Allow us to introduce our Class of 2021! Discover the ten need-to-know graduate artists showing at our Battersea Autumn fair.
Saturday 9 October, 2021
Our Recent Graduates showcase returns to the Affordable Art Fair, Battersea Park (21 – 24 October). For this edition, Seeing the Extraordinary, we’ve enlisted designer and artist Pascal Anson to hand-pick ten of the best emerging graduates from the UK’s top art schools. With past editions featuring works by Rana Begum, Carl Randall and Andrew Salgado, the showcase is well established as the place to go to pick up exciting work by future stars. Here we introduce you to the talented artists exhibiting at our autumn fair in Battersea.
Born in Aberdeen and now based in Shoreham by Sea, on the south coast of England, Amanda Gordon’s work transforms everyday materials and found objects into something extraordinary! By using photographic processes of magnification and isolation to examine the surfaces of objects she finds, Amanda alters their recognisability. In doing so the objects are changed into something ‘other’, prompting questions in the viewer on the intrinsic fragility of matter and being.
What are you most looking forward to about exhibiting your work at The Affordable Art Fair?
I am most looking forward to introducing my work to a whole new audience. I hope that I can make some new connections, both within the group that Pascal has selected and also with other exhibitors. Obviously, I would be overjoyed if I sold any of my artworks to the visitors of the fair too.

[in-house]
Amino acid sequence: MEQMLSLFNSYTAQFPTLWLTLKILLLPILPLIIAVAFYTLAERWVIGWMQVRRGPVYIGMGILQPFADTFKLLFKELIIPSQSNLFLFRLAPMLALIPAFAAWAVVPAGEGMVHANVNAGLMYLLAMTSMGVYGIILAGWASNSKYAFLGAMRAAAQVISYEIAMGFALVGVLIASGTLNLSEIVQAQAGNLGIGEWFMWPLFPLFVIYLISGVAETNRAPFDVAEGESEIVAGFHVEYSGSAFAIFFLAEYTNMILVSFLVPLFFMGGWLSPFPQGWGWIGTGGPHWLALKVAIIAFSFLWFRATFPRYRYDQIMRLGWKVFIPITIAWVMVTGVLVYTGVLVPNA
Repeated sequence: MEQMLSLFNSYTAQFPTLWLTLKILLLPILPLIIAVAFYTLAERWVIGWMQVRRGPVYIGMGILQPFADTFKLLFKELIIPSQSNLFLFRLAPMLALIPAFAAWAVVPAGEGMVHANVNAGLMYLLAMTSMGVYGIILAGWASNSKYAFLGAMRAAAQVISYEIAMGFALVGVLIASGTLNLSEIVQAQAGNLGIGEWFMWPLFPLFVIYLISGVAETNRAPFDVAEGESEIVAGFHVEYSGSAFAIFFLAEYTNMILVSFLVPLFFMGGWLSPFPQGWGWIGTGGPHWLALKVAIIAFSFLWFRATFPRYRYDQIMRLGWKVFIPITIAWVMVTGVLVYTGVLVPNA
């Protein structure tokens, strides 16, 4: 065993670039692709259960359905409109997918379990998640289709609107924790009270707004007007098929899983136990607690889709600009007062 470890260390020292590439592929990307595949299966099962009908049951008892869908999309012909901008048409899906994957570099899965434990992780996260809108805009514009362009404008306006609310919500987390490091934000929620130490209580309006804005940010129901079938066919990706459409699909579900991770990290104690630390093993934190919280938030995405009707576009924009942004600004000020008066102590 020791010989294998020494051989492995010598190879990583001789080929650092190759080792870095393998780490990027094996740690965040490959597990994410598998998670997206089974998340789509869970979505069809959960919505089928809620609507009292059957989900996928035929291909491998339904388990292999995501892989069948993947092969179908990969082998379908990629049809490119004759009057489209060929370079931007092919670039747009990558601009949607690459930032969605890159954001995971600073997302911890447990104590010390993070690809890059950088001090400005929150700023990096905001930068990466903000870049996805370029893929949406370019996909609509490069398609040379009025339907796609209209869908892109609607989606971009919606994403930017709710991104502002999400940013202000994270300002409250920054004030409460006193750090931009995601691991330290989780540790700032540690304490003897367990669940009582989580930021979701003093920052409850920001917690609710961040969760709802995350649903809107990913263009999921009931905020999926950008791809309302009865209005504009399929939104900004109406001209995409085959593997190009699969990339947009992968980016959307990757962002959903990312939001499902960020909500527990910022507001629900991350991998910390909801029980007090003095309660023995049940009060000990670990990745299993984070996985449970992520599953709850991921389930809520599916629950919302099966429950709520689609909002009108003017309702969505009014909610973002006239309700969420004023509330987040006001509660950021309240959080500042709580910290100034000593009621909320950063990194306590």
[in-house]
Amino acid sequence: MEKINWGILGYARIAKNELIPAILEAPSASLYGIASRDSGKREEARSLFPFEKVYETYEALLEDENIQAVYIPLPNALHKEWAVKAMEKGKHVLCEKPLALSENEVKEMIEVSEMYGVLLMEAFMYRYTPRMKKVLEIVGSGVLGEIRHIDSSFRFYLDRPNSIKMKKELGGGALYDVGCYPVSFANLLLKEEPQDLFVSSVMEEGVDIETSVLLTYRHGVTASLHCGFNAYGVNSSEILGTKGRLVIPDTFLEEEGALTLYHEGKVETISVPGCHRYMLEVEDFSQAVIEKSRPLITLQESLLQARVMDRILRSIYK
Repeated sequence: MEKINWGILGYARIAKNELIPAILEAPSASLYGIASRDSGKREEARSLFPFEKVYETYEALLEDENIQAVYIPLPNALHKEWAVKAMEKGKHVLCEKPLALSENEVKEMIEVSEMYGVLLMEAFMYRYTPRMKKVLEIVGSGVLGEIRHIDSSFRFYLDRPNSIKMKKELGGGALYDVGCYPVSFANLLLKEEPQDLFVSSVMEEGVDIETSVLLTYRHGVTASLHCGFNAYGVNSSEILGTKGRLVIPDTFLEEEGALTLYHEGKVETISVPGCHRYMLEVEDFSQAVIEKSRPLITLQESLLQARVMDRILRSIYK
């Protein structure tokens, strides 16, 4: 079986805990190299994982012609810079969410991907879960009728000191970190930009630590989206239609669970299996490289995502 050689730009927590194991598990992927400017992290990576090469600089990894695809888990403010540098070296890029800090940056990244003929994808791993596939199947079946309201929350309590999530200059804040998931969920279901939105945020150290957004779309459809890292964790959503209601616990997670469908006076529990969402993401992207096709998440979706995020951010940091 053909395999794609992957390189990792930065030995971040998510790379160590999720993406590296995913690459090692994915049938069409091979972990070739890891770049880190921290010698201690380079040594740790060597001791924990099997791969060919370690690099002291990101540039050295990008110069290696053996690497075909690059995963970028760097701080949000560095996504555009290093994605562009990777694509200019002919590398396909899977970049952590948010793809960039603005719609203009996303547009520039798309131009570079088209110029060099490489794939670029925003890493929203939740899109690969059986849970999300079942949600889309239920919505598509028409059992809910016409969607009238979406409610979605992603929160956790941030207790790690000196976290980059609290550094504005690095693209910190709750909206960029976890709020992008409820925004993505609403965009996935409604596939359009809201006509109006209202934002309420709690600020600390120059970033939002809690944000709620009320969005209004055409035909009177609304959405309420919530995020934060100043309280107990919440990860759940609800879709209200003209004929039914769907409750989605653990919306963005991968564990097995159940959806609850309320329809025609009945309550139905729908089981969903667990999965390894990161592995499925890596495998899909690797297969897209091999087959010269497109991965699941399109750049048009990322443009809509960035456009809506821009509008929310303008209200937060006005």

Where do you look for your inspiration?
Books form a large part of my initial and ongoing research, they not only inspire me but they assist me in the contextualisation of my work. Given that most of my work consists of the representation of the abject, Julia Kristeva’s Powers of Horror and Rina Arya are always close to hand.
With an undergraduate degree in Politics and Economics from the University of Bath and a Postgraduate degree in Conceptual Art from Goldsmiths, Bokani Tshidzu works across disciplines to explore our visual experience of nature. Her recent work combines computer imagery with contemporary abstract painting to offer new perspectives on themes of climate change and integral ecology. Be sure not to miss Bokani’s beautiful patterned works at the fair this October.
What motivates your work?
Telling a new story about integral ecology, how we are connected to the planet and to each other.
“Describe my work in three words? Vivid, Evocative, Abundant.”
– Bokani Tshidzu
Alex Jones is an artist based in Brighton, East Sussex. His work is primarily concerned with systems of language as methods of construction. Through both painting and drawing on canvas and paper, he utilises our understanding of how language is applied to create formal structures made of language and the space around it.
Daisy Iles’ joyful and colourful paintings celebrate the mundanity of the domestic interior. By isolating objects and depicting them as simple shapes in block colours, she creates a collage-like aesthetic in her work. This playful, direct approach to documenting interior spaces communicates Daisy’s own experience of the everyday and makes the small moments spectacular!
What is the importance of colour in your work?
I use colour as a tool to communicate my experiences. Colour plays an essential role in my practices – it determines the feeling of my work.
“My work communicates a joy in ordinariness”
– Daisy Isles